McDonald's Corp. (NYSE: MCD) is a name on children's lips in the 119 countries around the world where it has operations.  Remember back when you were little and Happy Meals brought that giant smile to your face? Well your children still feel that way about McDonald's today and great marketing is making sure that will never change.  Yes, I'm going to give the marketing prize to McDonald's.  They have a fun vibe, playsets, a not so scary clown, bite sized kid friendly food, and promotions that align perfectly with all the hit movies for kids.

McDonald's is currently trading at $86.55 which is about 15% below its 52 week high of $102.22 (Figure 3).  It has seen a recent pullback from its highs due to concerns over valuation (the first decline).  That was followed by a miss in same store sales and speculation that competitors were gaining market share.  Analysts piled on after the fact with downgrades and the stock was hit further (the second decline).  Has McDonald's seen the worst of its price decline?  

Figure 3:

 

 

Let's take a quick look at valuations just in case we might be missing something.  The P/E of 16.30 at first glance looks attractive along with the 3.6% yield.  However, with a payout ratio of 53%, compared to an industry average of 39%, I don't think we will be seeing many increases in that dividend in the near future. But we need to dig deeper (see Figure 4) and get to the statistics that tell the whole story about where McDonald's is headed short term based on the most recent quarter (MRQ).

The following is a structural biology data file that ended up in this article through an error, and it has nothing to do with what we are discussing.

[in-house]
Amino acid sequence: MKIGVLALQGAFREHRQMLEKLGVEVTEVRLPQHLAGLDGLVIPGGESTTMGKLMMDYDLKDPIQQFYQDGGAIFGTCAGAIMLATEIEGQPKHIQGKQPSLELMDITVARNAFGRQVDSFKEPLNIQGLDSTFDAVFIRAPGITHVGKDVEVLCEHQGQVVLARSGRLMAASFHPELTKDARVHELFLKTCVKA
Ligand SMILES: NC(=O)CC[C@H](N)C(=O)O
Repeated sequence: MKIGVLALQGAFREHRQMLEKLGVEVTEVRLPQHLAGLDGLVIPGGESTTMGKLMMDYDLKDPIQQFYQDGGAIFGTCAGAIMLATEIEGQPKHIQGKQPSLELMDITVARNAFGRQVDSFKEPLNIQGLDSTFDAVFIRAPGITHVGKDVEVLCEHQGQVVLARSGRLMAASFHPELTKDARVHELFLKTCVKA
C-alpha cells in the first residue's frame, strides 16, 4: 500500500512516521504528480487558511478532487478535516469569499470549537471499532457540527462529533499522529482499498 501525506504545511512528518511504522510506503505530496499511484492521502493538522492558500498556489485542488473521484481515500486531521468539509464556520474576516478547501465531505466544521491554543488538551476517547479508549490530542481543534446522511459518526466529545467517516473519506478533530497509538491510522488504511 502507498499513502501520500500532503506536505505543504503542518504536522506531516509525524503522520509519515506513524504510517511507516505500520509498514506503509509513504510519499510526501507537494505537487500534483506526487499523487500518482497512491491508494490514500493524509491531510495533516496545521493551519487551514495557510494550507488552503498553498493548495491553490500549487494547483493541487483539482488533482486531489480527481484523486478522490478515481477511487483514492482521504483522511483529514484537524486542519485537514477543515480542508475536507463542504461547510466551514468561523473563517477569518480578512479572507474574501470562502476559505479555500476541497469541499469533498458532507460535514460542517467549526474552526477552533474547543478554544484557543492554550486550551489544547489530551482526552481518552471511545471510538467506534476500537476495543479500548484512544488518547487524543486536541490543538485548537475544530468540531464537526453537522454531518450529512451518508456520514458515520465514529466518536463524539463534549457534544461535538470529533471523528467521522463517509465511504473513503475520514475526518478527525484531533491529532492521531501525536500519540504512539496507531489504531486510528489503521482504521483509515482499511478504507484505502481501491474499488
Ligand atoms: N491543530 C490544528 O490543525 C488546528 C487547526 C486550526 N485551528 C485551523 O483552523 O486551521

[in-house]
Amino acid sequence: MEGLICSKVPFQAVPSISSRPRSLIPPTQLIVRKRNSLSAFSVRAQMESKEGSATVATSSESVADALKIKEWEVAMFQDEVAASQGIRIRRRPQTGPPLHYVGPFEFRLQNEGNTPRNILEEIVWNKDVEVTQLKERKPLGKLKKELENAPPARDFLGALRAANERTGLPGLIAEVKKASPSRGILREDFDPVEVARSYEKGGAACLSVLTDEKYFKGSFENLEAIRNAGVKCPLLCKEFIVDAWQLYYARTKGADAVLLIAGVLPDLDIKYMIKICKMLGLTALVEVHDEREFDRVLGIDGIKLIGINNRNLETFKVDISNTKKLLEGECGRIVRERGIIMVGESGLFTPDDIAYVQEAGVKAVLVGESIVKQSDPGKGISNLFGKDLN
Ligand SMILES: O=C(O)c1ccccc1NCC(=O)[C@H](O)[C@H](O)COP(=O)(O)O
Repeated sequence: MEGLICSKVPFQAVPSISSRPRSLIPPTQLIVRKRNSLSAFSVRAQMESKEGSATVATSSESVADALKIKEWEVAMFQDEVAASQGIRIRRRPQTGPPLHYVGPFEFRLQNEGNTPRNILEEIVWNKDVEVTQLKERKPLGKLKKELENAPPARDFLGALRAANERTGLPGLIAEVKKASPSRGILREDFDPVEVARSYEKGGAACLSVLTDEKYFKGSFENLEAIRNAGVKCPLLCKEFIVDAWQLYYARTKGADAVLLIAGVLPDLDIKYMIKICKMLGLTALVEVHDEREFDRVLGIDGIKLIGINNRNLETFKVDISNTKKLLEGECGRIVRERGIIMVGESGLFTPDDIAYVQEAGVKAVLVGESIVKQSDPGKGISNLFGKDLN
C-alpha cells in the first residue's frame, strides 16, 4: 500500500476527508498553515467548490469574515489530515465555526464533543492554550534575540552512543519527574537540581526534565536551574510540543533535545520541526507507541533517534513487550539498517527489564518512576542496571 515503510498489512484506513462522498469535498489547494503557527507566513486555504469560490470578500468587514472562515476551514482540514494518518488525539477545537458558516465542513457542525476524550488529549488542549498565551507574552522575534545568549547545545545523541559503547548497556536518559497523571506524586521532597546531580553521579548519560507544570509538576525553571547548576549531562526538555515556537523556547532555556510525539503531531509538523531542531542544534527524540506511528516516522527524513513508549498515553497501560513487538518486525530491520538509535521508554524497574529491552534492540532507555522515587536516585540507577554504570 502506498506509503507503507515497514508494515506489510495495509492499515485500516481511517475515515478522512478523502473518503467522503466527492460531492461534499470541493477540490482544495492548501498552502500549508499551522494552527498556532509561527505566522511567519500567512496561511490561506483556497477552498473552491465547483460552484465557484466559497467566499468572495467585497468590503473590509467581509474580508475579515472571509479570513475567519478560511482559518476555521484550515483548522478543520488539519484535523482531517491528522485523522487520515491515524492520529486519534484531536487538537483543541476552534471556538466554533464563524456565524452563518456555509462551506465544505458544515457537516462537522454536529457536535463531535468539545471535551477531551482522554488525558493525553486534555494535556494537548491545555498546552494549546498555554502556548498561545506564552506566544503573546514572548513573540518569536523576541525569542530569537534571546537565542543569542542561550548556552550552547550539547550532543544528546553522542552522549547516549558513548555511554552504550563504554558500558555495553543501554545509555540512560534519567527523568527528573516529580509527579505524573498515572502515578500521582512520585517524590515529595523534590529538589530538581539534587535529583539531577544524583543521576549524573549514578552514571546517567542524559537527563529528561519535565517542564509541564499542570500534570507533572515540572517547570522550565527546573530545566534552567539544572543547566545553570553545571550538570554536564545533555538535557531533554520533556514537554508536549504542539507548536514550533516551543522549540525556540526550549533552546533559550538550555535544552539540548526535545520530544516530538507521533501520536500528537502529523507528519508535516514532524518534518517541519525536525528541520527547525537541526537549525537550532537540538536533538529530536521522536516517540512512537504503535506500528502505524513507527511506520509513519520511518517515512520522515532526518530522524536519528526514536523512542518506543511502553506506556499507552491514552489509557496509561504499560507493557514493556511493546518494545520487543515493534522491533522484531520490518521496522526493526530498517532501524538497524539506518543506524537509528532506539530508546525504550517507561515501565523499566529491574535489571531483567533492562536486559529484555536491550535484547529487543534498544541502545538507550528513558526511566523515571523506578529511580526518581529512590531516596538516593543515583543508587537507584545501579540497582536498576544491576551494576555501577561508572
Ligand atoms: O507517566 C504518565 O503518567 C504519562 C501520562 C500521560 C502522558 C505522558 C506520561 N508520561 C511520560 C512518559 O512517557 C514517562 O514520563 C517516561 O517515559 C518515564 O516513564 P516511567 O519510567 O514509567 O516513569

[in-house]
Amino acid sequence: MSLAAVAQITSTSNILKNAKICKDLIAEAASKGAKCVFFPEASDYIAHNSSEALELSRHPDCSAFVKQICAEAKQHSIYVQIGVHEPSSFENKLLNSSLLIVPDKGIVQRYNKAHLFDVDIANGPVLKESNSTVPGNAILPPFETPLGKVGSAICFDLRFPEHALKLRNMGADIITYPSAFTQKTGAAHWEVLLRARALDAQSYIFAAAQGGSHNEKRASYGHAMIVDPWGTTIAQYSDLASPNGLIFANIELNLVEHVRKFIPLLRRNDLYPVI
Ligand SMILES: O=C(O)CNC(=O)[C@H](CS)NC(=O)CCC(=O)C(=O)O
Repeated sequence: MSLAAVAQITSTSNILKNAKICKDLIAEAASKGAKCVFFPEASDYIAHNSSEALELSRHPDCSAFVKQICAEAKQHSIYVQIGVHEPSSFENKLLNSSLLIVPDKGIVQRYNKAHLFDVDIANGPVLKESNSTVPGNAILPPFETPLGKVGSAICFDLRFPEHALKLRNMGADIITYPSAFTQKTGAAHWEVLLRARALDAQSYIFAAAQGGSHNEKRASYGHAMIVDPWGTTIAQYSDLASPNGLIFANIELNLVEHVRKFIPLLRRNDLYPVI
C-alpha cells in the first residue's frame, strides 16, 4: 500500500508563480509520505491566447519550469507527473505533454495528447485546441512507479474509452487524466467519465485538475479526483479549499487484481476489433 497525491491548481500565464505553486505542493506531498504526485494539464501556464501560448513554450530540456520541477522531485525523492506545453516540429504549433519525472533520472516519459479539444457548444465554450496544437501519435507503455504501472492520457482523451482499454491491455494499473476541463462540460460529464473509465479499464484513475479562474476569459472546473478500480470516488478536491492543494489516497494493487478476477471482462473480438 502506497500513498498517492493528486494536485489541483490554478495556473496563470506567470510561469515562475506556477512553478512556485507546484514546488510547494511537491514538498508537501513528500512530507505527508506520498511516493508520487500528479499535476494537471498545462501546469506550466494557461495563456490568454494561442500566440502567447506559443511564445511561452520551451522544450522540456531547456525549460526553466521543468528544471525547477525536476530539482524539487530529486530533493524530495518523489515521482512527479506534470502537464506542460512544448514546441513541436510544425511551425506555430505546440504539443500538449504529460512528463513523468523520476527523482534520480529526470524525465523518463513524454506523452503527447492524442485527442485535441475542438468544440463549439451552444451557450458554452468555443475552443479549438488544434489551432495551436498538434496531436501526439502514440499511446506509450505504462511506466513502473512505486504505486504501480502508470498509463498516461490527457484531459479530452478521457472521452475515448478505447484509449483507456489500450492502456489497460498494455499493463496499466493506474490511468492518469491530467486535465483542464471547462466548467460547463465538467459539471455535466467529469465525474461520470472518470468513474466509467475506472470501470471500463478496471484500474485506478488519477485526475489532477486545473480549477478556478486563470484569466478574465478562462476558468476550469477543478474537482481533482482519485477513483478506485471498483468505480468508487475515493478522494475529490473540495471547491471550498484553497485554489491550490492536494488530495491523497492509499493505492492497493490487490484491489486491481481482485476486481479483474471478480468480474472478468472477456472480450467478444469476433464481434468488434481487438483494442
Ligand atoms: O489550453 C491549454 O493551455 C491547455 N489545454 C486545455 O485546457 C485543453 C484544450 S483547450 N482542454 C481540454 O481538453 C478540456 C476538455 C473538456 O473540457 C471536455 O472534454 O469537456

Figure 4:

Valuations McDonald's Industry
Sales (MRQ) vs Qtr 1 Yr Ago -0.20% 15.50%
EPS (MRQ) vs Qtr 1 Yr Ago -3.50% 13.30%

New management took over in mid 2012 and the stock has been in limbo since then.  Over the last 90 days alone, on average, analysts have lowered their earnings predictions for 2013 by just over 5%.  Without clear direction on how to deal with declining same store sales along with a plan to retake market share I'm afraid that McDonald's might continue to decline and therefore cannot be put on my long term buy list.  Perhaps next year Santa might giftwrap this one for us but right now McDonald's is looking like a lump of coal.


Lulupoopsalot has no positions in the stocks mentioned above. The Motley Fool owns shares of Walt Disney and McDonald's. Motley Fool newsletter services recommend Walt Disney and McDonald's. Try any of our Foolish newsletter services free for 30 days. We Fools may not all hold the same opinions, but we all believe that considering a diverse range of insights makes us better investors. The Motley Fool has a disclosure policy. Is this post wrong? Click here. Think you can do better? Join us and write your own!